Swiss clean tech company Hitachi Zosen Inova is working in an international consortium including Dubal Holding, ITOCHU Corporation, BESIX Group and Tech Group. Under the leadership of Roni Araiji, Managing Director Middle East, they are building the world’s largest energy-from-waste facility, capable of treating 1,825,000 tons of municipal solid waste per year – an impressive 45% of Dubai’s current waste. The 200 MW of electricity generated will be fed into the local grid as baseload energy, in line with Dubai’s Integrated Energy Strategy 2030.

Swisstech @ GITEX Global 2022 hosted the following scaleups, startups, and research institutions:

From 10 to 14 October 2022, more than 4,500 companies and over 100,000 participants from 170 countries will take part in GITEX, the biggest technology convention of the year happening in Dubai. The SWISS Pavilion, organised by digitalswitzerland and T-LINK as part of Swisstech, will attend with 18 organisations and research institutions. This is where developers and pioneers meet to exchange ideas and present new products. Pioneering applications in the fields of Metaverse, AI, Web 3.0, Blockchain, 6G, Cloud Computing, FinTech and Big Data are the focus of the action.

Read the full press release in German and French.

The Federal Council opened the consultation on the proposal for a new e-ID law. digitalswitzerland notes that the proposal for a new e-ID law resonates broadly with our members by setting the framework for a trust infrastructure whose core element is a government-issued e-ID. digitalswitzerland welcomes the strategic direction of the preliminary draft.

However, we are convinced that electronic identity can only become widely accepted in Switzerland if it is embedded in an inclusive ecosystem of electronic credentials. We consider it essential to include this aspect in the purpose article of the law. We also consider the regular audit of state-operated infrastructure, a vehicle for expert input on technological law implementation, fee structure according to international standards, and regulation of private confirmation mechanisms to be useful.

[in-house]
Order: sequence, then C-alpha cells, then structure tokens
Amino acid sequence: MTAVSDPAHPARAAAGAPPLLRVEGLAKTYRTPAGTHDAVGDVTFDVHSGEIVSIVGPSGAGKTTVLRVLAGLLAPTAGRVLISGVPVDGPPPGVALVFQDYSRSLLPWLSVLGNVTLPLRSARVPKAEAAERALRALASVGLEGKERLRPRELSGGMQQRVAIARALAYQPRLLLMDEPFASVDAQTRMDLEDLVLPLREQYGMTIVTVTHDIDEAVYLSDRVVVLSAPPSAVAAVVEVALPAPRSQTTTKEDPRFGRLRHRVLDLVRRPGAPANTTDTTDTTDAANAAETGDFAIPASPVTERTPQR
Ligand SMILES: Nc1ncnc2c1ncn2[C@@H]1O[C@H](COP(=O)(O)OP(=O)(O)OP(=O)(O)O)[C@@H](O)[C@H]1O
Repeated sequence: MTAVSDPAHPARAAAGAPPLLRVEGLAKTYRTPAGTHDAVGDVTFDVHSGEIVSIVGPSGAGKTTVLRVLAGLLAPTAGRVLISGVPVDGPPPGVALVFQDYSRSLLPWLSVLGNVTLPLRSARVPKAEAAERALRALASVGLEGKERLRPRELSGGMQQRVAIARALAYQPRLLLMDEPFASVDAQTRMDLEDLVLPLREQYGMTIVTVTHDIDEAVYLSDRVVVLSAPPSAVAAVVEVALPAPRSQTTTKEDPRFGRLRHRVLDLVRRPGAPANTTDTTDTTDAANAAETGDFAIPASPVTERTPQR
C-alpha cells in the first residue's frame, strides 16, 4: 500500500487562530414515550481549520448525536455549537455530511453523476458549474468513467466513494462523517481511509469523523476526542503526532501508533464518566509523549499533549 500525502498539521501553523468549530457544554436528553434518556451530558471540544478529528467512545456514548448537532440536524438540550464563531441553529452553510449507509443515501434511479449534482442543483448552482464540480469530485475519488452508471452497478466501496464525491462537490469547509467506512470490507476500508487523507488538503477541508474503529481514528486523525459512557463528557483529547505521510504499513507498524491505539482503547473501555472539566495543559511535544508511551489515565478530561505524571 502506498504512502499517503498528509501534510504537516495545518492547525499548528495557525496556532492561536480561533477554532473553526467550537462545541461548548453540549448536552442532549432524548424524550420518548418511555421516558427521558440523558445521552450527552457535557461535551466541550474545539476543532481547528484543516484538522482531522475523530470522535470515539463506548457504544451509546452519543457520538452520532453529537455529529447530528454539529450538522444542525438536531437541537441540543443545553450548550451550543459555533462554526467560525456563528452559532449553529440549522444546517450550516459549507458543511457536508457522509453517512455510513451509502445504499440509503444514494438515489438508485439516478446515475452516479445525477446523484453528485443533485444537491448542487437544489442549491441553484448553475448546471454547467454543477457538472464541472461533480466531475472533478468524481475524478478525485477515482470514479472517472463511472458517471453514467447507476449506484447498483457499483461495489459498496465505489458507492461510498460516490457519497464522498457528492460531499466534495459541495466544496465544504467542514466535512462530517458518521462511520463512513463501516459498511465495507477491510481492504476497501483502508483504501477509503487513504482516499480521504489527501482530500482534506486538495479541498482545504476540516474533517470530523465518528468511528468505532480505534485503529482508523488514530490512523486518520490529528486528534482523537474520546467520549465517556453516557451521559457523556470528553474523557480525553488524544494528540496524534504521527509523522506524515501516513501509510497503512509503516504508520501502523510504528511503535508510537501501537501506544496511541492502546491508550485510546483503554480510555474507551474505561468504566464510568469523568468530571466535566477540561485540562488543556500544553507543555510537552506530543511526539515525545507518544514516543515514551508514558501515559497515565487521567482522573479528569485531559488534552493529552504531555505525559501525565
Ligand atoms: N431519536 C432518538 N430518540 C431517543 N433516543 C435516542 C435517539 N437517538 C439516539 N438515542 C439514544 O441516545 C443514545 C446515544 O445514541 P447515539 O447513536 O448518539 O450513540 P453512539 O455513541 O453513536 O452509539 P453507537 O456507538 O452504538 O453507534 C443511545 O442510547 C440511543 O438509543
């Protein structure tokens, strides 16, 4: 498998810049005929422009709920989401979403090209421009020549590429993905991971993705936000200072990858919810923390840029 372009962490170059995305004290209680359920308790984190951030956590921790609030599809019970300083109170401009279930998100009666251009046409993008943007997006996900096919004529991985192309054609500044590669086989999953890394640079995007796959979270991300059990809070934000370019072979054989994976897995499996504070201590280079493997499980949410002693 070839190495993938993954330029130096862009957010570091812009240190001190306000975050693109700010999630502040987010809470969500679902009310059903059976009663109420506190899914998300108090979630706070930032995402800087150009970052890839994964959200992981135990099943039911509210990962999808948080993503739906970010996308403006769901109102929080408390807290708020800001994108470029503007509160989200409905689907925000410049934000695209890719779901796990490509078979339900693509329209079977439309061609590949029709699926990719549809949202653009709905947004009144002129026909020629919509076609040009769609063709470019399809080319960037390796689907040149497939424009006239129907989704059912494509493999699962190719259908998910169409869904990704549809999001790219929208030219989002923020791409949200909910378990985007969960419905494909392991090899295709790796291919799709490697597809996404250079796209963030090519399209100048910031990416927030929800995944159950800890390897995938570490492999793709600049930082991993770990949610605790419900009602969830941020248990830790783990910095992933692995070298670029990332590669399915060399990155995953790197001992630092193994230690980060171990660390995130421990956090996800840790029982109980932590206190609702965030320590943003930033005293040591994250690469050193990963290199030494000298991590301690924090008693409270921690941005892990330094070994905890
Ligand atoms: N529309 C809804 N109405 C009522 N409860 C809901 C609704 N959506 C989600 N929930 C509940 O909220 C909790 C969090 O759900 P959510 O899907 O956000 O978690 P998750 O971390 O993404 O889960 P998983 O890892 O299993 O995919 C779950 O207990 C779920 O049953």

A brief summary of the key proposals:

  1. Equal status for e-ID and e-ID ecosystem.
    Ensure that the e-ID, as the main credential of the ecosystem, thrives in a broad ecosystem that includes the private sector. The law should express this intention more clearly.
  2. Expert input on the technological implementation of the law
    Create an instrument that allows for the involvement of experts from academia and industry in the implementation of the law (e.g. UX, security).
  3. Fee structure according to international standards
    Follow internationally accepted principles for connectivity of SSI networks and make them free of charge for users (e.g. Sovrin Foundation rulebook).
  4. Regulate private confirmation mechanisms
    Ensure that sector-specific trusted third parties or organisations can continue to perform their function in the digital ecosystem (e.g. swissuniversities).
  5. Cybersecurity from the very beginning
    Check the structure of the Fedpol system for issuing E-IDs technically and procedurally for security issues. This should be anchored in the law.

The full statement can be found here in German and French.

Oliver Wyman study “Switzerland’s Digital DNA”

Confidence in the Swiss population’s own digital competence is growing only slowly. More than a fifth of all people still feel unable to keep up with the pace of technological progress. The benefits of digitalisation are nevertheless considered high in all areas of life. The willingness to disclose personal data for digital services is growing – despite an increased awareness of cyber risks. At the same time, satisfaction with digital services varies. This is the result of the sixth edition of the study “Switzerland’s Digital DNA”, which is published jointly by the international strategy consultancy Oliver Wyman and digitalswitzerland as part of Swiss Digital Days 2022.

Selected highlights:

Find an infographic with further key findings here in German.

Read the full press release in German, French and Italian.

The IMD Institute for Management Development in Lausanne published its world rankings on “Digital Competitiveness” today. The results for Switzerland were explained in more detail at the Digital Competitiveness Summit 2022 being held by digitalswitzerland, IMD and EPFL on the IMD campus in Lausanne. Switzerland climbs to 5th place out of 63 countries surveyed (2021: 6th place). It already occupied this position in 2019, before the pandemic affected the economies as a whole.

Switzerland makes progress